During the last few years, organizations have used the media to disclose – often considerably after the fact – security breaches that may have compromised the personal information of their clients, due to flaws in their mobile apps, website or internal IT system. However, such public disclosure will soon no longer be sufficient under the upcoming new Canadian legislative framework.
On November 1st, 2018, new provisions of Canada’s Personal Information and Electronic Documents Act (PIPEDA) will come into force. Private-sector organizations subject to this statute will then be required to report breaches of security safeguards involving personal information that pose a real risk of significant harm to individuals, such as reputational damage, financial loss, identity theft, etc.
In anticipation of the coming into force of the new provisions of this federal legislation, the Office of the Privacy Commissioner of Canada (the “OPC”) has issued a guidance document to help organizations comply with their new statutory obligations. The document stresses that PIPEDA and its new provisions apply to all organizations subject thereto, regardless of their size, and that any organization that does not comply with the obligations set out therein is guilty of an offence and liable to be fined.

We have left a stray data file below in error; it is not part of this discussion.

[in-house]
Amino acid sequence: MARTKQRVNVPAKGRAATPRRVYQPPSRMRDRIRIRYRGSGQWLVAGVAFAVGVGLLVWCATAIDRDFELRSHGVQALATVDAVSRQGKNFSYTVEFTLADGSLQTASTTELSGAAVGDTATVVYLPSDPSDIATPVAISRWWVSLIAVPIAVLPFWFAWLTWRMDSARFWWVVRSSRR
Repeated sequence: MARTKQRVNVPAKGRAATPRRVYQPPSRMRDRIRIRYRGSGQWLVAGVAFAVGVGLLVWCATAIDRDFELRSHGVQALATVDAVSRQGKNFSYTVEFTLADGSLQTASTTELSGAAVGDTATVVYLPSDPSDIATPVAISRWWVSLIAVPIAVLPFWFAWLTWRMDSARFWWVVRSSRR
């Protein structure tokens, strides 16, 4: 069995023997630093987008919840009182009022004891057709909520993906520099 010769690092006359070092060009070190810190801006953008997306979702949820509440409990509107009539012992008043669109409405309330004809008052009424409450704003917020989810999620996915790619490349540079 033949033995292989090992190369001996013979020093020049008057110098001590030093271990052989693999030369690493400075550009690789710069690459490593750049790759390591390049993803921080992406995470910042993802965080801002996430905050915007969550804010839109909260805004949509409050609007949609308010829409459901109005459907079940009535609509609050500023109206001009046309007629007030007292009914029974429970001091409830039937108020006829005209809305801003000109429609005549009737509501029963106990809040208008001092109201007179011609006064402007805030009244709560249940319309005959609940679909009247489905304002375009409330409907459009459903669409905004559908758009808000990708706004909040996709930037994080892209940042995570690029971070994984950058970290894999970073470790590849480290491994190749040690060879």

In this document, the OPC also provides answers to several questions that organizations may have, including the following:
- What is a “breach of security safeguards”?
- What is a “real risk of significant harm”?
- How many individuals must be affected by the breach in order for it to be reported?
- Who is responsible for reporting the breach?
- How quickly after the breach must it be reported?
- What must be included in: (i) the records of all breaches that the organization must keep; (ii) the notification to individuals affected by the breach, and (iii) the breach report form that must be sent to the OPC in the event of a breach?
On this last point, the OPC has included at the end of the guidance document a PIPEDA breach report form that organizations can fill out and send in by email, mail or in person – a useful tool to keep handy!
The guidance document and the breach report form are available on the website of the OPC.